Imprisoned Crimean Activist takes Russia to Strasbourg over forced citizenship
Oleksandr Kolchenko, Crimean civic activist and recognized political prisoner, has lodged a complaint with the European Court of Human Rights over the Russian citizenship which Moscow is foisting on him.
Kolchenko was arrested in May last year and was shortly afterwards taken to Moscow where he has been held in detention ever since, with a court on Thursday extending the detention, this time until May 16.
According to his lawyer, Svetlana Sidorkina, Kolchenko was illegally issued with a Russian passport, dated May 26, 2014, since he was already then in detention.
Sidorkina challenged the attempt to force Russian citizenship on Kolchenko in a Simferopol court in December last year. She explained then that Kolchenko had had valid reasons for missing the deadline imposed after Russia invaded and annexed Crimea for officially announcing that he was retaining Ukrainian citizenship. He was not familiar with Russian legislation, nor was he aware of the arrangements made on Russia’s annexation on March 18. The month given for this was far too short a timeframe for a well-considered decision.
The application to the European Court of Human Rights stresses that by forcing Russian citizenship on him, Kolchenko is being prevented from enjoying his rights as a Ukrainian national and has been deprived of international legal protection.
Kolchenko also challenges the process itself of issuing Russian citizenship to Crimean residents after Russia’s annexation. He argues, for example, that a month was not a sufficient time-frame.
As reported, there were also a very limited number of places where people could formally register their wish to retain Ukrainian citizenship, with this needing to be done in person.
In January a Crimean court denied Kolchenko the right to retain Ukrainian citizenship. The Russian authorities claimed that Kolchenko had himself officially applied for Russian citizenship, but provided no evidence to back this.
The same situation has been seen with Ukrainian film director Oleg Sentsov who also rejects Russian attempts to foist Russian citizenship on him. During a court hearing in July last year, he made his position entirely clear.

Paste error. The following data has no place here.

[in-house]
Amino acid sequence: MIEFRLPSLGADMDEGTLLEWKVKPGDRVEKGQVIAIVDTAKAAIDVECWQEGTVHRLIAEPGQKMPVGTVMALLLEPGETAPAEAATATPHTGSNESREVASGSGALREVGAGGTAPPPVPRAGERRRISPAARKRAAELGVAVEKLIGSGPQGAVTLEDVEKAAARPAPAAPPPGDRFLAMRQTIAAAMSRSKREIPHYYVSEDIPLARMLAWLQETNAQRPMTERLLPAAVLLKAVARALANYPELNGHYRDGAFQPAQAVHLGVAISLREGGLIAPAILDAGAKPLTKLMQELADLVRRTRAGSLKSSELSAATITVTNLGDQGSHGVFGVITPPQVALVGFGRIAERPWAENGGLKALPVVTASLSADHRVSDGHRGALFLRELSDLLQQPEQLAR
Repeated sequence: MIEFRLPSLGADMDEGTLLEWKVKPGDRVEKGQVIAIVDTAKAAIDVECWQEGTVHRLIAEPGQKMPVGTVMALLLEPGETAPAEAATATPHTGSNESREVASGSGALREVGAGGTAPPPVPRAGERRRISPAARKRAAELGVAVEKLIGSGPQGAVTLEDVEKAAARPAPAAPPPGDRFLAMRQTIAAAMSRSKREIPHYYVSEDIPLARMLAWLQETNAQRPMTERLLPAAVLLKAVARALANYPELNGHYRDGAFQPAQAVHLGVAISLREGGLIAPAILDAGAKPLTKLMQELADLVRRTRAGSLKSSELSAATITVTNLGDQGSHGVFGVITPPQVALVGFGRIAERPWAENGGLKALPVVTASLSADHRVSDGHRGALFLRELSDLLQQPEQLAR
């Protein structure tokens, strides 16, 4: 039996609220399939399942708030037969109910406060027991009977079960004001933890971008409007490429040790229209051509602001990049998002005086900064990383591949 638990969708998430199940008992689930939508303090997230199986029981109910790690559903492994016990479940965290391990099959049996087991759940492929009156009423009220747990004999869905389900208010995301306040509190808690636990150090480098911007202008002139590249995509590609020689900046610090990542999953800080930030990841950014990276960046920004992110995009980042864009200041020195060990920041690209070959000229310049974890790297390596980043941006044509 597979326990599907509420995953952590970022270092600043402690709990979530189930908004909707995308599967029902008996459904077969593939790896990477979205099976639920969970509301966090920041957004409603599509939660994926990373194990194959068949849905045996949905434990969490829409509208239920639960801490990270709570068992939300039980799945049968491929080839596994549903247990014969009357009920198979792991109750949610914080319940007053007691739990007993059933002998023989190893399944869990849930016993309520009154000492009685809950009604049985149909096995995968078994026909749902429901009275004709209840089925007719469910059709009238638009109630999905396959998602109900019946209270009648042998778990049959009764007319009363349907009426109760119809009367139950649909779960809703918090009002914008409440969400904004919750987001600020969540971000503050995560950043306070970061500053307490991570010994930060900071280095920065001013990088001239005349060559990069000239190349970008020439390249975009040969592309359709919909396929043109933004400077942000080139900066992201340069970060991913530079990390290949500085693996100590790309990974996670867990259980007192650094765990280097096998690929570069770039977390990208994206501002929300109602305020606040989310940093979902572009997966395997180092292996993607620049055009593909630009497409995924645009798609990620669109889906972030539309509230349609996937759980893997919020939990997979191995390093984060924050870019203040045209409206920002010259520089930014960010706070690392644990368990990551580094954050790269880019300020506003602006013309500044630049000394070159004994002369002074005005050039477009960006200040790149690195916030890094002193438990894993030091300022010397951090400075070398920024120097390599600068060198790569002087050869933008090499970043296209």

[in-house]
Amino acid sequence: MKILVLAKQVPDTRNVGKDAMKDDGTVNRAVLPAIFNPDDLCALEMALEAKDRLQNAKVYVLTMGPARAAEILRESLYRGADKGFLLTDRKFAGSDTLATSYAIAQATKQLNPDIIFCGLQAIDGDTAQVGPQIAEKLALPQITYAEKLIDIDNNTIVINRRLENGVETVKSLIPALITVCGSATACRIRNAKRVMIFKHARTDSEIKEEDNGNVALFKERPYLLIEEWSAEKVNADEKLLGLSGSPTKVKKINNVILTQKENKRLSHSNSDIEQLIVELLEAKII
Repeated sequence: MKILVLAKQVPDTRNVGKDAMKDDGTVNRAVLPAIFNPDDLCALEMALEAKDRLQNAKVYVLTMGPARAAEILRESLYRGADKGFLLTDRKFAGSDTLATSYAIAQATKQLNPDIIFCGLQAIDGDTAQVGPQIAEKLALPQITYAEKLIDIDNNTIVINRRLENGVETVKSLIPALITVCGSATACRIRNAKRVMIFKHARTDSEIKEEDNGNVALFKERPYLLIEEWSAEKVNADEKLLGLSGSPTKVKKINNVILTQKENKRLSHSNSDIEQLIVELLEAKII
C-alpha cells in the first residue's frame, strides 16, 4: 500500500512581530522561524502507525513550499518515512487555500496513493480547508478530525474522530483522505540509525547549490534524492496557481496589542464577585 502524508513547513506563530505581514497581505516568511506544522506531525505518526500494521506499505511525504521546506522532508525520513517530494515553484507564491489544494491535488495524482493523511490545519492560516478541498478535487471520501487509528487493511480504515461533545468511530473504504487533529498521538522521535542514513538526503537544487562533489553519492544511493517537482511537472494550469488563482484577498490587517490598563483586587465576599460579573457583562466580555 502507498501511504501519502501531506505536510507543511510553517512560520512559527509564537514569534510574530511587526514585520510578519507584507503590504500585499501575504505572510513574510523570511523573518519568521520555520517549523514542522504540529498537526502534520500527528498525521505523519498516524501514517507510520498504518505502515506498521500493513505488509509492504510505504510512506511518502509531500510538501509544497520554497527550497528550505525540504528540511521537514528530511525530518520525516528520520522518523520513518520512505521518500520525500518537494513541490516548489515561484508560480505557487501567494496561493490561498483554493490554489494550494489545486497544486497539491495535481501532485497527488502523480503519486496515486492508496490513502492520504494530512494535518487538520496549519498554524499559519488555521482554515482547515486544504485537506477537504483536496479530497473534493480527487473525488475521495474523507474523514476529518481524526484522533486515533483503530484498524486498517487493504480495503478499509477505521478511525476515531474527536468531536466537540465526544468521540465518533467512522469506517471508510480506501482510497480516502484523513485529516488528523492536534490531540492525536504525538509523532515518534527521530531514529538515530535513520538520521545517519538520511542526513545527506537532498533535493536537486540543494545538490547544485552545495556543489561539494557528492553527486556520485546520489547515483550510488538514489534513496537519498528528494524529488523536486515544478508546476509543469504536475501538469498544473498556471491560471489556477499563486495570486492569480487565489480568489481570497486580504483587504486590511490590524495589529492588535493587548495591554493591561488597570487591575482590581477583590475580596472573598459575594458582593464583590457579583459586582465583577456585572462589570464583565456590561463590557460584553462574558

“I also wish to protest against the attempts to deprive me of Ukrainian citizenship. I have always been and remain a citizen of Ukraine. I do not recognize the Russian Federation’s annexation and military seizure of the Crimea. I consider any agreements made by the illegitimate government of the Crimea with the Russian Federation invalid. I am no serf to be passed over together with the land. I have not written any applications to take on Russian citizenship and reject my Ukrainian citizenship. “
In February this year, the Russian Prosecutor General’s Office finally admitted that Sentsov is a Ukrainian national, but claimed that he also had Russian citizenship. It attempted to use the lack of an agreement with Ukraine on dual nationality to insist that ‘de jure’ Sentsov should be treated as Russian.
Sentsov is well-known and his case more prominent, however the situation with foisted citizenship is the same for both.
So too are the likely 20-year sentences against two opponents of Russia’s annexation.
As reported here, Oleksandr Kolchenko has already been handed the final indictment. The charges of ‘committing a terrorist attack’ and ‘taking part in a terrorist organization’ remain the same as those initially brought. There is, however, only one actual event with which he is charged: an incident in April 2014 when a Molotov cocktail was thrown at the offices of the United Russia party in Simferopol. The incident took place at night, meaning that the offices would be empty. More details here: Crimean ‘Terrorism Plot’: 20 Years for a Molotov Cocktail
Russia’s FSB claimed a major ‘Right Sector terrorist plot’ back in May 2014. It has found one Molotov cocktail incident which could at most be deemed hooliganism, and seemingly nothing against Oleg Sentsov at all. Yet both men are charged with terrorism, and, most terrifyingly, there appears to be little or no charge that they will not receive sentences of up to 20 years imprisonment.